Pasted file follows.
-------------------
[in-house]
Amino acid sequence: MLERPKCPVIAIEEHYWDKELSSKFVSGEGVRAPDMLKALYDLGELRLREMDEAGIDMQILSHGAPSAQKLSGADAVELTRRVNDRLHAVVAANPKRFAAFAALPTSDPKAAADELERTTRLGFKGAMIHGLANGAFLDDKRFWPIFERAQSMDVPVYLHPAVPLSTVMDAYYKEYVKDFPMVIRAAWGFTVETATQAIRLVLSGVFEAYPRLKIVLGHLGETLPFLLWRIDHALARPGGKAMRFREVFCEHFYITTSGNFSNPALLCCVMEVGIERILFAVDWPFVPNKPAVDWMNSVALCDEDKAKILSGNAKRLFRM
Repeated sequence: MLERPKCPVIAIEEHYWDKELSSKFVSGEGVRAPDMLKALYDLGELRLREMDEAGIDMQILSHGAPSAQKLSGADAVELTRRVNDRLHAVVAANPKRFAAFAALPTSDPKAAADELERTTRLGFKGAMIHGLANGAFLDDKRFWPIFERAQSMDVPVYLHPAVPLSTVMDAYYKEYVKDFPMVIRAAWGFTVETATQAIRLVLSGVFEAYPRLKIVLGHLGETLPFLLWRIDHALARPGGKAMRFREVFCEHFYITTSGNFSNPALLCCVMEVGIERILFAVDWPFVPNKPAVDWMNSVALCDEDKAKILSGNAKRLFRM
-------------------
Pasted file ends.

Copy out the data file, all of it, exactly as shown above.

[in-house]
Amino acid sequence: MLERPKCPVIAIEEHYWDKELSSKFVSGEGVRAPDMLKALYDLGELRLREMDEAGIDMQILSHGAPSAQKLSGADAVELTRRVNDRLHAVVAANPKRFAAFAALPTSDPKAAADELERTTRLGFKGAMIHGLANGAFLDDKRFWPIFERAQSMDVPVYLHPAVPLSTVMDAYYKEYVKDFPMVIRAAWGFTVETATQAIRLVLSGVFEAYPRLKIVLGHLGETLPFLLWRIDHALARPGGKAMRFREVFCEHFYITTSGNFSNPALLCCVMEVGIERILFAVDWPFVPNKPAVDWMNSVALCDEDKAKILSGNAKRLFRM
Repeated sequence: MLERPKCPVIAIEEHYWDKELSSKFVSGEGVRAPDMLKALYDLGELRLREMDEAGIDMQILSHGAPSAQKLSGADAVELTRRVNDRLHAVVAANPKRFAAFAALPTSDPKAAADELERTTRLGFKGAMIHGLANGAFLDDKRFWPIFERAQSMDVPVYLHPAVPLSTVMDAYYKEYVKDFPMVIRAAWGFTVETATQAIRLVLSGVFEAYPRLKIVLGHLGETLPFLLWRIDHALARPGGKAMRFREVFCEHFYITTSGNFSNPALLCCVMEVGIERILFAVDWPFVPNKPAVDWMNSVALCDEDKAKILSGNAKRLFRM